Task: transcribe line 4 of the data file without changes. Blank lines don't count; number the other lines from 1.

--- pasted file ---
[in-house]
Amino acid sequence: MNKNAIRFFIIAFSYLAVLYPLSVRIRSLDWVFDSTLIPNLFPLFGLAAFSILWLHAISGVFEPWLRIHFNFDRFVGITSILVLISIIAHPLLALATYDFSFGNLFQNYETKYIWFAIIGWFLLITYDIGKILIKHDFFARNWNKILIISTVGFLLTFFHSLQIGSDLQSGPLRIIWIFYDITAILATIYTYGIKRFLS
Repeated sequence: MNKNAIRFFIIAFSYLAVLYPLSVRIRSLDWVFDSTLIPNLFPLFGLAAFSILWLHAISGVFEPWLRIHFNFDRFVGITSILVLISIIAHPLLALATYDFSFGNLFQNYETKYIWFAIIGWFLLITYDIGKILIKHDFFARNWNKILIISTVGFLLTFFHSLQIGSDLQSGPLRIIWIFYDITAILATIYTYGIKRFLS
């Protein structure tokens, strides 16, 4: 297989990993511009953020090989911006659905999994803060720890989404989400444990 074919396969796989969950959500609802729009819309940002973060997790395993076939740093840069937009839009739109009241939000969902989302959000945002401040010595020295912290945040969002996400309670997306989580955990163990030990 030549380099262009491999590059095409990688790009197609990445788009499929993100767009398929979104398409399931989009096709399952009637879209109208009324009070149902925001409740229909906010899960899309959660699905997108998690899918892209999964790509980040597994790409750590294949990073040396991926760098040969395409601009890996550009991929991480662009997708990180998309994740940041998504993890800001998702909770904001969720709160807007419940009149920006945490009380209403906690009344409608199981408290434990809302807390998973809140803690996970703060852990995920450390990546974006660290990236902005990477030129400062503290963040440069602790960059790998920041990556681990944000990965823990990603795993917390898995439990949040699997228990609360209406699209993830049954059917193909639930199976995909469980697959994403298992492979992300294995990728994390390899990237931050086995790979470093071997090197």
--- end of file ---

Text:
């Protein structure tokens, strides 16, 4: 297989990993511009953020090989911006659905999994803060720890989404989400444990 074919396969796989969950959500609802729009819309940002973060997790395993076939740093840069937009839009739109009241939000969902989302959000945002401040010595020295912290945040969002996400309670997306989580955990163990030990 030549380099262009491999590059095409990688790009197609990445788009499929993100767009398929979104398409399931989009096709399952009637879209109208009324009070149902925001409740229909906010899960899309959660699905997108998690899918892209999964790509980040597994790409750590294949990073040396991926760098040969395409601009890996550009991929991480662009997708990180998309994740940041998504993890800001998702909770904001969720709160807007419940009149920006945490009380209403906690009344409608199981408290434990809302807390998973809140803690996970703060852990995920450390990546974006660290990236902005990477030129400062503290963040440069602790960059790998920041990556681990944000990965823990990603795993917390898995439990949040699997228990609360209406699209993830049954059917193909639930199976995909469980697959994403298992492979992300294995990728994390390899990237931050086995790979470093071997090197």